• La Venta Inn was an iconic wedding and event...

    La Venta Inn has been an iconic wedding and event venue for decades in Palos Verdes Estates. (Courtesy of La Venta Inn)

The commissioners have not made a decision on building occupancy restrictions, but will leave that to council. The La Venta tenant does not want to have more than 200 guests and 30 employees on site at a time. Some residents, however, have said they want to limit guests to 100.

“I think the strength of the venue is that it’s not this mass event venue,” resident Steven Goldsmith said, “and 200 people seems like a lot.”

Resident Kristen Brosseau said that while the community wants the hostel to succeed, they also want to balance that with reducing the impact on neighbors.

“To be very clear, nobody wants to see La Venta closed,” Brosseau said. “However, it has been repeatedly proven that, absent control without reasonable governance, the events at La Venta will continue to have a substantial negative impact on a significant number of families.”

But Rob Eskridge, whose family ran La Venta for 26 years, said limiting crowds to 100 or 120 would “kill the business”. Summer weddings are crucial for survival when the winter months are slow, he added.

“It’s not an easy business to earn a dime,” Eskridge said, “and the best thing you can do is get rid of the no eating out stipulation. “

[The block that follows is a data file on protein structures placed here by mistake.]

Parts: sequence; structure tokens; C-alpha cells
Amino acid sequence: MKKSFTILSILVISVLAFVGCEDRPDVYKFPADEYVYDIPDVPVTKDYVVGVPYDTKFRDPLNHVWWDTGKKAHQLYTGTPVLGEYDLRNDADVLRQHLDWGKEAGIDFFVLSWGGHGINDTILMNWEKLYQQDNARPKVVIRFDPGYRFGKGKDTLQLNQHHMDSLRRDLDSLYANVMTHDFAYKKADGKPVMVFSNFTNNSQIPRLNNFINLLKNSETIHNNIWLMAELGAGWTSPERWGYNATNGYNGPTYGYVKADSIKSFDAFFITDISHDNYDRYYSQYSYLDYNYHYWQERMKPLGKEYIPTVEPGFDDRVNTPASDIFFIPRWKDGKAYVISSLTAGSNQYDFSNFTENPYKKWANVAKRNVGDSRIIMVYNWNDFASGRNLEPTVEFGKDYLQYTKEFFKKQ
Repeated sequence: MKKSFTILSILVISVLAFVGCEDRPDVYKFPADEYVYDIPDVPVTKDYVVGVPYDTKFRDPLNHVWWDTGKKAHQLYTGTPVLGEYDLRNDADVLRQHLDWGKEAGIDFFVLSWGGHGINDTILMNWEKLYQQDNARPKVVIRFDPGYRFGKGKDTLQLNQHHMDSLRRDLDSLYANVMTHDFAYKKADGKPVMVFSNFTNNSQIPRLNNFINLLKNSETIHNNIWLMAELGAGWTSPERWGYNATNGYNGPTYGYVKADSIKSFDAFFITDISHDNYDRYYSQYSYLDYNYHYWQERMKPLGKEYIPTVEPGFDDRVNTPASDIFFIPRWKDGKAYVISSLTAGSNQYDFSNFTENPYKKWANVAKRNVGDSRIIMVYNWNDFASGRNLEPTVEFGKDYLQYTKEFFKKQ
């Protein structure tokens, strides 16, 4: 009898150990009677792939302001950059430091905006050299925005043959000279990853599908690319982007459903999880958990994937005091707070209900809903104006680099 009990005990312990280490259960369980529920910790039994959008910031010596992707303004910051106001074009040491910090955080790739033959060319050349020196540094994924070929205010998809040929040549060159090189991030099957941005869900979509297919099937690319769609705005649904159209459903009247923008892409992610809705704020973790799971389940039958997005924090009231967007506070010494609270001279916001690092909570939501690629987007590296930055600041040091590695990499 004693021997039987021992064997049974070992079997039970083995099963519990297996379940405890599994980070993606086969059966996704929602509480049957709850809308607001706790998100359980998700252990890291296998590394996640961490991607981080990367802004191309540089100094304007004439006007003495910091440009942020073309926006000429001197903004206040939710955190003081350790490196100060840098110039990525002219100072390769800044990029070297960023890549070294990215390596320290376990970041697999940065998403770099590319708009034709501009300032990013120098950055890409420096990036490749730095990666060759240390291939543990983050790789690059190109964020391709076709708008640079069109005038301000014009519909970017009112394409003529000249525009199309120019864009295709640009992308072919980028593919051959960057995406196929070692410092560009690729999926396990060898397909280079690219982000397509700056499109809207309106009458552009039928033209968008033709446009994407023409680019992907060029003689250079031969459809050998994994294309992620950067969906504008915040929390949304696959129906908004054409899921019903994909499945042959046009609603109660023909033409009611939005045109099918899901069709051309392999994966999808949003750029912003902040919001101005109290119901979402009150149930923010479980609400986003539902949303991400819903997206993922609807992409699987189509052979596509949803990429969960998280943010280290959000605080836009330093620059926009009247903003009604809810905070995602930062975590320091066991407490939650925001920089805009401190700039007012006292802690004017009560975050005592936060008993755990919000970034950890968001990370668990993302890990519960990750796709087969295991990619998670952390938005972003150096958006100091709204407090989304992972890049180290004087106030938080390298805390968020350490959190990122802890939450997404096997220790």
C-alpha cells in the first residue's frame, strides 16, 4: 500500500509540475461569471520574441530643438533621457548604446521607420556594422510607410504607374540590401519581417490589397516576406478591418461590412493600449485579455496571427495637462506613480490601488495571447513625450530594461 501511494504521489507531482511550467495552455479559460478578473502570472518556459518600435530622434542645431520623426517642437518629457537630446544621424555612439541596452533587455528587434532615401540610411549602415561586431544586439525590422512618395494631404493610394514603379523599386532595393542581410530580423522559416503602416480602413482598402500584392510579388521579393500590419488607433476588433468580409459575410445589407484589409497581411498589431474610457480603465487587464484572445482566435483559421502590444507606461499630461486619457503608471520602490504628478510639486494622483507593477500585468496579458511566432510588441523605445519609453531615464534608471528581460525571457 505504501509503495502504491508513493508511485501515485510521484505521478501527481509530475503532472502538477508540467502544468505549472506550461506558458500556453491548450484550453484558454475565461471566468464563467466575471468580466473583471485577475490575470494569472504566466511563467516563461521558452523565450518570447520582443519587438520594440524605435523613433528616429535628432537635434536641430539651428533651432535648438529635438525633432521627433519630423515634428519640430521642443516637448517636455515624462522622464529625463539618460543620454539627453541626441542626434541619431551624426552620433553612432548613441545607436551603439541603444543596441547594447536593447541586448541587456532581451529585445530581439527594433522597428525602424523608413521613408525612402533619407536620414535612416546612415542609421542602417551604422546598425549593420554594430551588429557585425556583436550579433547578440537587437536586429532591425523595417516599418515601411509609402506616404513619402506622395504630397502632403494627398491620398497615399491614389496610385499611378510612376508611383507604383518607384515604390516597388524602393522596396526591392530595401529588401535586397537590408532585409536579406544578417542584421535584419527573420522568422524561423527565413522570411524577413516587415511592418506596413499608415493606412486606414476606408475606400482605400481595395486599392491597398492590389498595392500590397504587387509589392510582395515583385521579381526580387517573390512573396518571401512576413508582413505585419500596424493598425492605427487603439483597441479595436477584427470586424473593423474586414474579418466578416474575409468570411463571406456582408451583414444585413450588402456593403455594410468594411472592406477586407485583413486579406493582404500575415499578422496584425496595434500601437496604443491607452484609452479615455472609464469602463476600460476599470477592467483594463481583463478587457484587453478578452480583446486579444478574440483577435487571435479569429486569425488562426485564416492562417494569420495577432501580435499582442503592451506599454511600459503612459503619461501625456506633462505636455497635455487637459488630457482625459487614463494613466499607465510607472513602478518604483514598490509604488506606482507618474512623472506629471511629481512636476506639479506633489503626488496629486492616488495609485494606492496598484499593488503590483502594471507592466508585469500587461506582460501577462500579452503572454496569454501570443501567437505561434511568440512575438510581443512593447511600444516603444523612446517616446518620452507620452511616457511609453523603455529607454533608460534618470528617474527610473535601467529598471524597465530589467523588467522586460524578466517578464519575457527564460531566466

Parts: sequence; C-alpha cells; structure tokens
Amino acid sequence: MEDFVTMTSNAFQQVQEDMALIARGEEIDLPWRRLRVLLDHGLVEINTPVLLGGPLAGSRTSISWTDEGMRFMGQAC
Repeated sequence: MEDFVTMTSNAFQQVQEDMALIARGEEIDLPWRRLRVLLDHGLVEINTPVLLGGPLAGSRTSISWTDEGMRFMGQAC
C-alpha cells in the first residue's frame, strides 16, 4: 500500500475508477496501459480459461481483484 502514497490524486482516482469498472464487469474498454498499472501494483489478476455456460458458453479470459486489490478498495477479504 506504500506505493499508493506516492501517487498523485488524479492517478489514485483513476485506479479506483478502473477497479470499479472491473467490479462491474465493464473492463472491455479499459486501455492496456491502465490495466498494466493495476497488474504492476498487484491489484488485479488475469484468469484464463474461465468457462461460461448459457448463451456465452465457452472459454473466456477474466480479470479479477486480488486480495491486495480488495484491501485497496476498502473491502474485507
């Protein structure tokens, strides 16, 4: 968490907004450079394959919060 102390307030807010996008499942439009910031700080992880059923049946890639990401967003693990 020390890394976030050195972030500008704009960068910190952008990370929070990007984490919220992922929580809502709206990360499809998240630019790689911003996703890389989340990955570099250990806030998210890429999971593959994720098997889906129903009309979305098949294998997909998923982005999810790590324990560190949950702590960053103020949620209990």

Mark Matthews, whose family has owned La Venta for 77 years, said he and his relatives agreed to the 200-person occupation to cooperate with the city and ease residents’ concerns.

“It’s a very expensive property to maintain,” Matthews said, “but we’re willing to do this because it means so much to my family to have this property.”

The Planning Commission, meanwhile, also wants to set La Venta up for success, said chairman Derek Lazzaro. But he also worried about having 200 or more people on the property at once.

Because there’s a maximum of 180 seats inside — according to Walker — some attendees who might have been drinking could potentially raise noise levels, Lazzaro said.

“It almost feels like we’re guaranteeing people are pushed out,” Lazzaro said.

“On the other hand, I understand (if) you tell people that they can have less than 200 people at a wedding, that kind of cuts (potential buyers),” Lazzaro added. “But maybe that’s the reality of this building. It’s not a very tall building.

Commissioner Bob Wade, however, said he thought around 200 was a reasonable number that could achieve both goals: helping operators make a profit and not disturbing neighbors.

In addition to addressing the capacity issue, the commission also recommended that city council determine the number of public events La Venta can accommodate and decibel level requirements. The commission suggested the council also create an “enforcement mechanism with teeth,” Lazzaro said.

And the commission recommended the council put in place a nice structure “that’s more than a slap on the wrist,” Lazzaro said.

One year after the ordinance is approved, the matter will be referred to the Planning Commission for review.

“There’s a serious risk here of getting some of these important metrics wrong,” Lazzaro said. “We don’t want everyone to feel like it’s so set in stone, that there’s no way to adjust these settings in the future.”